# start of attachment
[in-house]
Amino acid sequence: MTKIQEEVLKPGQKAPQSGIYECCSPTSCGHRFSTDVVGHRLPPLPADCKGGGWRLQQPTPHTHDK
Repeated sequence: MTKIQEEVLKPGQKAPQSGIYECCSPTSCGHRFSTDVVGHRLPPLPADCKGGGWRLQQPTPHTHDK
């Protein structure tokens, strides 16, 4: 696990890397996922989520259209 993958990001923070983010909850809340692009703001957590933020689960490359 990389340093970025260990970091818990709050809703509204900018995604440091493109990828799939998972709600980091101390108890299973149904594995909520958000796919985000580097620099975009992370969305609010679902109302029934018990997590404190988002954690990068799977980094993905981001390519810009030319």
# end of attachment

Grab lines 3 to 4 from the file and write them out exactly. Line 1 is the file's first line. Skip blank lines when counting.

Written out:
Repeated sequence: MTKIQEEVLKPGQKAPQSGIYECCSPTSCGHRFSTDVVGHRLPPLPADCKGGGWRLQQPTPHTHDK
């Protein structure tokens, strides 16, 4: 696990890397996922989520259209 993958990001923070983010909850809340692009703001957590933020689960490359 990389340093970025260990970091818990709050809703509204900018995604440091493109990828799939998972709600980091101390108890299973149904594995909520958000796919985000580097620099975009992370969305609010679902109302029934018990997590404190988002954690990068799977980094993905981001390519810009030319």